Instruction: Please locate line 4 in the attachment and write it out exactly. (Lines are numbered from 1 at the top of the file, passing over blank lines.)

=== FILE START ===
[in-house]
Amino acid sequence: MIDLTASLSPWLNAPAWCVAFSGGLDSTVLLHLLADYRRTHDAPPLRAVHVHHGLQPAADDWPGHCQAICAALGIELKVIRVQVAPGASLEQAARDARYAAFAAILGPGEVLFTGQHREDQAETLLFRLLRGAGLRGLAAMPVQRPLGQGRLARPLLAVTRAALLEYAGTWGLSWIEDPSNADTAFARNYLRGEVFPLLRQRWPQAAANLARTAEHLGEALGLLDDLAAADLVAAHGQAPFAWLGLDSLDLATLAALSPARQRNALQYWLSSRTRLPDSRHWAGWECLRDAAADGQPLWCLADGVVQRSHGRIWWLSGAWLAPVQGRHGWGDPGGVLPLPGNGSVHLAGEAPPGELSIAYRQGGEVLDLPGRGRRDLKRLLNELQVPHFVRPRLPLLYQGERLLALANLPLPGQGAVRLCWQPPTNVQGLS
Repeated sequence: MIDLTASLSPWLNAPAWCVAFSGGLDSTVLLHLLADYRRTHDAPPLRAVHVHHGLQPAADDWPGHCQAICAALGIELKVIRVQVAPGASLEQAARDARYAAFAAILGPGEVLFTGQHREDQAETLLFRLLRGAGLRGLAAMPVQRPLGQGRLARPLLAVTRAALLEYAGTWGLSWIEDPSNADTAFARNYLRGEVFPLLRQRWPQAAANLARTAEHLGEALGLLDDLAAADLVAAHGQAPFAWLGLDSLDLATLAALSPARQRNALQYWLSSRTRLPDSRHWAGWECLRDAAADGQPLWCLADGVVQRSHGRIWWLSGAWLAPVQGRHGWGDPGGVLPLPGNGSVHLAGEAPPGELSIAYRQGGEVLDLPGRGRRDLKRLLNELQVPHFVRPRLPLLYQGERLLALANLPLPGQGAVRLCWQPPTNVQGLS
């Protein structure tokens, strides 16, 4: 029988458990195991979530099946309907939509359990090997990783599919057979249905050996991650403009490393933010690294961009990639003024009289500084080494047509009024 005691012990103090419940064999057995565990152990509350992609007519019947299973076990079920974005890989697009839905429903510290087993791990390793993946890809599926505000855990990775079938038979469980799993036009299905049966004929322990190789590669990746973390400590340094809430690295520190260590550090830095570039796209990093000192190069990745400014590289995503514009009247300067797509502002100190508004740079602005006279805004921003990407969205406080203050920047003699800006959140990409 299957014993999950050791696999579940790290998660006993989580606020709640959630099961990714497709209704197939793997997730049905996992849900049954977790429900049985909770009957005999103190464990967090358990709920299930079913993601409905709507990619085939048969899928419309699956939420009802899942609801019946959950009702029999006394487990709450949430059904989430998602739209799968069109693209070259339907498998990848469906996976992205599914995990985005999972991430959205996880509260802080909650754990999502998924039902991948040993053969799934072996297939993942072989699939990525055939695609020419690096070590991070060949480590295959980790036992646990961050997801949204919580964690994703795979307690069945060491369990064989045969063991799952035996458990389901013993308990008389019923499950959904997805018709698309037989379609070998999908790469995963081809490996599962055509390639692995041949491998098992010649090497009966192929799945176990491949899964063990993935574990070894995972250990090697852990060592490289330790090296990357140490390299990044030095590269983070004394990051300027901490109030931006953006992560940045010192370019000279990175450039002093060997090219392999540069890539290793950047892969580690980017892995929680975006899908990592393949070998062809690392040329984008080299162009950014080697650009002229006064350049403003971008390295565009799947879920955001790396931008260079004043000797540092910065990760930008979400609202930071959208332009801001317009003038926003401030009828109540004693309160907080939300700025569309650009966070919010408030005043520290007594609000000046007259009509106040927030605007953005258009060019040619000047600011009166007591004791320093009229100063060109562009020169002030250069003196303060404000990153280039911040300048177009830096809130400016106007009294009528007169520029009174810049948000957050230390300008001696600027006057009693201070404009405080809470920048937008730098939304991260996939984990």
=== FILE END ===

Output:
């Protein structure tokens, strides 16, 4: 029988458990195991979530099946309907939509359990090997990783599919057979249905050996991650403009490393933010690294961009990639003024009289500084080494047509009024 005691012990103090419940064999057995565990152990509350992609007519019947299973076990079920974005890989697009839905429903510290087993791990390793993946890809599926505000855990990775079938038979469980799993036009299905049966004929322990190789590669990746973390400590340094809430690295520190260590550090830095570039796209990093000192190069990745400014590289995503514009009247300067797509502002100190508004740079602005006279805004921003990407969205406080203050920047003699800006959140990409 299957014993999950050791696999579940790290998660006993989580606020709640959630099961990714497709209704197939793997997730049905996992849900049954977790429900049985909770009957005999103190464990967090358990709920299930079913993601409905709507990619085939048969899928419309699956939420009802899942609801019946959950009702029999006394487990709450949430059904989430998602739209799968069109693209070259339907498998990848469906996976992205599914995990985005999972991430959205996880509260802080909650754990999502998924039902991948040993053969799934072996297939993942072989699939990525055939695609020419690096070590991070060949480590295959980790036992646990961050997801949204919580964690994703795979307690069945060491369990064989045969063991799952035996458990389901013993308990008389019923499950959904997805018709698309037989379609070998999908790469995963081809490996599962055509390639692995041949491998098992010649090497009966192929799945176990491949899964063990993935574990070894995972250990090697852990060592490289330790090296990357140490390299990044030095590269983070004394990051300027901490109030931006953006992560940045010192370019000279990175450039002093060997090219392999540069890539290793950047892969580690980017892995929680975006899908990592393949070998062809690392040329984008080299162009950014080697650009002229006064350049403003971008390295565009799947879920955001790396931008260079004043000797540092910065990760930008979400609202930071959208332009801001317009003038926003401030009828109540004693309160907080939300700025569309650009966070919010408030005043520290007594609000000046007259009509106040927030605007953005258009060019040619000047600011009166007591004791320093009229100063060109562009020169002030250069003196303060404000990153280039911040300048177009830096809130400016106007009294009528007169520029009174810049948000957050230390300008001696600027006057009693201070404009405080809470920048937008730098939304991260996939984990």